drone laws in india

Technology affects in positive ways yet can also be disruptive. Such is Remotely Piloted Aircraft (RPA) which is commonly known as Drone. Drones are useful for military, commercial, civilian and even in humanitarian activities but their unregulated use carries a serious consequence that need to be addressed urgently. Despite use of drones in India, there are major policy gaps in the policy framework. Essentially, a drone is a flying robot that can be remotely controlled or fly autonomously through software-controlled flight plans in their embedded systems, working in conjunction with onboard sensors and GPS.

Drones are now also used in a wide range of civilian roles ranging from search and rescue, surveillance, traffic monitoring, weather monitoring and firefighting, to personal drones and business drone based photography, as well as videography, agriculture and even delivery services. While drones serve a variety of purposes, such as recreational, photography, commercial and military, their two basic functions are flight and navigation.

The government has already set some drone laws and regulations for its flying and has been working on another set of these laws ( drone regulations 2.0 ). A set of rules notified by the government aims to regulate the production, import, trade, ownership, establishment of the drone ports (airports for drones) and operation of unmanned aircraft systems. It also seeks to create a framework for drones use by businesses.

These laws include

  •  The airspace has been partitioned into Red Zone (flying not permitted), Yellow Zone (controlled airspace), and Green Zone (automatic permission). The restricted locations are airports, near international border, near coast line, state secretariat complexes strategic locations, military installations.
  • An authorised manufacturer or importer of drones can sell its devices only to an individual or entity approved by the aviation regulator Directorate General of Civil Aviation (DGCA).
  • Only Nano class drones will be allowed to operate in India in general and only a qualified remote pilot will be permitted to operate heavier drones.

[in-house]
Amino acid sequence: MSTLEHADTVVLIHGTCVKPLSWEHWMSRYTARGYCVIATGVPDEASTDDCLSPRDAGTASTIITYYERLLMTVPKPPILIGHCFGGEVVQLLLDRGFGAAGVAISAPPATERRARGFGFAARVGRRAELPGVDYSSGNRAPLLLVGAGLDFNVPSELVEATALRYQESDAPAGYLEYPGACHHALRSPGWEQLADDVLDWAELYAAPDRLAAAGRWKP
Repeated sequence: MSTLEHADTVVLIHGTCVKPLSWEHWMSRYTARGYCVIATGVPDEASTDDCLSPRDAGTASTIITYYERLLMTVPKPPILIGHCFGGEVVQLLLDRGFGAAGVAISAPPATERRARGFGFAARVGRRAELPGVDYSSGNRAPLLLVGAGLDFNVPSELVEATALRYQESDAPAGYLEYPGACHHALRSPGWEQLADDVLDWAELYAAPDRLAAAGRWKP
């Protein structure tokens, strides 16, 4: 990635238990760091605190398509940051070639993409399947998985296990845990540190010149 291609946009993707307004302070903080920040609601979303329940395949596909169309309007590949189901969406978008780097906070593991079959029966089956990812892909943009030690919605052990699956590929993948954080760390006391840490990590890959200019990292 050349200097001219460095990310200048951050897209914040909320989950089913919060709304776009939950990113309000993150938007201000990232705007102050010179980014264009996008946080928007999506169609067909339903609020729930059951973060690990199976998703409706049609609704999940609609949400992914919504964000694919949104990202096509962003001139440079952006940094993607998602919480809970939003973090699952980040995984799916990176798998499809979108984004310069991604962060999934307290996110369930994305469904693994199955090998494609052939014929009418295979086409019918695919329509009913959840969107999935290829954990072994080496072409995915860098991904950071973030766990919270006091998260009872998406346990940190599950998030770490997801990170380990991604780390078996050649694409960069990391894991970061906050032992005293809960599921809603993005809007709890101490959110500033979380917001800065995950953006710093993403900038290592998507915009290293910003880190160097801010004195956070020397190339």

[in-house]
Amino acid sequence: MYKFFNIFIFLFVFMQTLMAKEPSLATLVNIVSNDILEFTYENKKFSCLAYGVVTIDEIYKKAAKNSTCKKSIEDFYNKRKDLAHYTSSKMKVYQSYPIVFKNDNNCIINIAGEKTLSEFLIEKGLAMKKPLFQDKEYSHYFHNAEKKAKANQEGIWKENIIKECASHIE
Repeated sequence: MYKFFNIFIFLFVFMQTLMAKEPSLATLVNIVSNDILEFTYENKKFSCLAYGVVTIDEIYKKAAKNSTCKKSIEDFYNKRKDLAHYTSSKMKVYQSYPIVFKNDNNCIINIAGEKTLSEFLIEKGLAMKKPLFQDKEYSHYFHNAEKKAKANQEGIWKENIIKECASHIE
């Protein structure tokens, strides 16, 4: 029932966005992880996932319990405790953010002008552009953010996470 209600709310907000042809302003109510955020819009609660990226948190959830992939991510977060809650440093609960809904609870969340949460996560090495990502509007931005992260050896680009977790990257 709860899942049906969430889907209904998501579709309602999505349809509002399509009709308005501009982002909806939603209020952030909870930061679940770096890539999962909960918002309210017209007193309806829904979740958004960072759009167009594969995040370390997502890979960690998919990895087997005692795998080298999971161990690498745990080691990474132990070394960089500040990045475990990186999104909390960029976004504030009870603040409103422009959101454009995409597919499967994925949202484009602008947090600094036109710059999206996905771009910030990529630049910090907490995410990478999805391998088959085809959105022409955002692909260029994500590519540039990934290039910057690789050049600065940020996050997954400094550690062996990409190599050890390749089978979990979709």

• The DGCA will have the powers to inspect a UAS manufacturing or maintenance facility before granting any authorisation under these rules.
  • No UAS shall operate in India unless there is in existence a valid third party insurance policy to cover the liability that may arise on account of a mishap involving such UAS.
  • For owning and using a drone, one has to be at least 18 years old.
  • In the case of companies, the requirement is that their main place of business has to be in India and the chairman and at least two thirds of directors have to be Indian citizens.
  • Also, businesses operating drones have to be substantially owned and effectively controlled by Indian nationals.
  • Foreigners currently are not allowed to fly drones in India. For commercial purpose they are required to lease the drone to an Indian entity that in turn supports to acquire UIN and UAOP from DGCA.
  • Drone pilots must maintain a visual line of sight while flying.

Any person seeking to obtain a license for providing UAS Traffic Management Service (“UTM Service”) will have to apply to the DGCA for a license, which will be valid for a period of up to 5 years and may be renewed for another 5 years.

There are various questions concerning ethics, regulation and implementation that exist in the domain of drones. These questions need to be carefully addressed, keeping in mind the extant legal and moral principles and adapting them to the rapid technological advances to create an effective governance regime for UAVs in India. India must also examine prevailing policy mechanisms in other countries to adopt their best practices as it formalises its regulatory framework. However, a point to be underlined is that guidelines alone are not sufficient; key is ensuring implementation and compliance.

This would essentially mean that guidelines and circulars issued by governments and multilateral agencies like ICAO need to be converted into legal and policy instruments that would have a binding effect on governments. However, standards and norms of responsible behaviour relating to drones are essential first steps in this regard.

Aishwarya Says:

I have always been against Glorifying Over Work and therefore, in the year 2021, I have decided to launch this campaign “Balancing Life”and talk about this wrong practice, that we have been following since last few years. I will be talking to and interviewing around 1 lakh people in the coming 2021 and publish their interview regarding their opinion on glamourising Over Work.

If you are interested in participating in the same, do let me know.

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